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Ford Stresses Training Before Production Resumes

Both newcomers and veteran Ford workers alike are going through training on what Ford calls the most modern tools in the auto industry.

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LOUISVILLE, Ky. (AP) โ€” Kenethe Brown knew she was a bit rusty when she returned to work at a Ford Motor Co. plant that had been idled in late 2010 for massive renovations.

So the 12-year assembly line worker went through simulated training sessions, preparing to resume an auto career she hopes will take her to retirement.

"It helped me quite a bit because I had to re-familiarize myself with using hand tools and doing my hand-eye coordination," she said Tuesday as the automaker showed off its training centers that have prepped a beefed-up work force to make the redesigned Escape compact sport utility vehicle.

Now, the 46-year-old Brown is training fellow workers before production begins next week. The vehicles are expected to start reaching dealers' showrooms in late May.

Both newcomers and veteran Ford workers alike are going through training on what Ford calls the most modern tools in the auto industry. The automaker said the state-of-the-art tools are quieter and more reliable, and provide more consistent results for even simple tasks like tightening nuts and bolts.

Each employee will spend at least 40 hours in the training center, said John Savona, manager of Ford's Louisville Assembly Plant. Workers also face strict time expectations.

"They have to do it in a certain amount of time or they get an alarm, just like they're going to experience when they're building production customer units," he said.

Ford invested $600 million to renovate the 3.2-million-square-foot plant, which features new body, paint and trim assembly lines.

The plant had built the Ford Explorer for decades, but production of that mid-size SUV has shifted to a Chicago plant.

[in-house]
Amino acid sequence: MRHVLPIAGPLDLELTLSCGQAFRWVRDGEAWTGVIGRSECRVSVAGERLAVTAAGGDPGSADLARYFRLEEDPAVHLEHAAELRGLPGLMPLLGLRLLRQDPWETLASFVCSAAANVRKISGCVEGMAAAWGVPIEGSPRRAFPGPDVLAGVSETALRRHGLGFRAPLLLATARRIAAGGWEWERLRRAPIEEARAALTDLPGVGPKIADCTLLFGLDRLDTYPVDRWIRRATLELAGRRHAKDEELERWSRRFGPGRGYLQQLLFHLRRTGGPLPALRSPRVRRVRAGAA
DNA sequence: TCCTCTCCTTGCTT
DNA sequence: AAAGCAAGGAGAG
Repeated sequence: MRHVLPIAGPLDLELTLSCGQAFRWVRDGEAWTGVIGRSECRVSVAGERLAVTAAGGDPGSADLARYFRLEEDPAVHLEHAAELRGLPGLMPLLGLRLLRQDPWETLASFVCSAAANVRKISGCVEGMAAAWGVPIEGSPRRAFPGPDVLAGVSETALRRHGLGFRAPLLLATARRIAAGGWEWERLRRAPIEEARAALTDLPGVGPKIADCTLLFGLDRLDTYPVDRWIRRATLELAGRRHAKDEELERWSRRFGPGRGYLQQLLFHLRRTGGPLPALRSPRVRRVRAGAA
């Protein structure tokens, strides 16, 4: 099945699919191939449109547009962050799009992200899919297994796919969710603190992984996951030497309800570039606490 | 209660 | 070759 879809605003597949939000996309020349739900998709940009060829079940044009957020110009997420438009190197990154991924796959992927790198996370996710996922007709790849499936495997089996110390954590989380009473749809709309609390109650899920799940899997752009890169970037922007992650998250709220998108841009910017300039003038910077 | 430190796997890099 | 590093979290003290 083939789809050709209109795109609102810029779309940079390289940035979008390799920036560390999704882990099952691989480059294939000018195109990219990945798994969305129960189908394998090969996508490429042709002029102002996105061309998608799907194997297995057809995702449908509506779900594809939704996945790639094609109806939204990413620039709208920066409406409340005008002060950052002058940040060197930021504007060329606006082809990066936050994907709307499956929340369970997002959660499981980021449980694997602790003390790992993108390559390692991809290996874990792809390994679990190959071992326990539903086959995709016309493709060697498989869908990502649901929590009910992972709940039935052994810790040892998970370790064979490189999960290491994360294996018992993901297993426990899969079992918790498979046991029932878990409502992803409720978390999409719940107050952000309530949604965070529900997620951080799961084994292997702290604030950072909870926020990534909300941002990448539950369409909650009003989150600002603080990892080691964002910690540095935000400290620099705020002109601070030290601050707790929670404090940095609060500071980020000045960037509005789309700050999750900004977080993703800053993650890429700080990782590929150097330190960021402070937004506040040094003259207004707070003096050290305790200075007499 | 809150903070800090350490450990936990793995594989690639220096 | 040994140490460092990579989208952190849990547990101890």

Production at the sprawling Louisville factory shut down in December 2010 to make way for the remodeling and retooling. The plant had about 1,100 hourly workers on one shift when it was idled. It is reopening with about 3,000 production workers filling two shifts. Some are new hires, but many have come from Ford plants that were shuttered or hit by layoffs.

The automaker plans to hire a third crew sometime in the last half of 2012, adding another 1,300 hourly workers. Most of them will be new hires, the company said. That would be about 4,500 workers by the end of the year, including salaried employees.

Steven M. Stone, the UAW chairman for the Louisville Assembly Plant, said he's seen plenty of ups and downs at the plant, but said "this is one of the brightest times we've had."

The plant has a solid future that will allow Ford workers who have shuffled from one plant to finally settle down, he said.

"They'll be able to retire out of this building without moving their families again," Stone said.

The renovations will enable the plant to build the new Escape and other different vehicles at once, but Ford officials haven't discussed any other models.

Ford will get $240 million in tax incentives from Kentucky and local governments over the next decade for the Louisville Assembly Plant renovation. Top Ford officials have said the jobs might not have been created without the incentives.

The Louisville plant is Ford's latest to undergo a transformation.

The company spent about $550 million to renovate its Michigan Assembly Plant in Wayne, Mich., where the Focus is produced. The Michigan plant previously made the Expedition and Navigator sport utility vehicles, but production of those models was shifted to the Kentucky Truck Plant in eastern Louisville. That Kentucky facility also makes F-series Super Duty pickups.

The truck plant in Louisville employs about 4,000 employees.

While she was laid off, Brown went back to school and got her bachelor's degree in business administration. She's now working on a master's degree in organizational leadership, but she's glad to be back at the assembly plant

"I feel blessed that I have a job," she said. "I tell everyone that you never know what you miss until it's gone."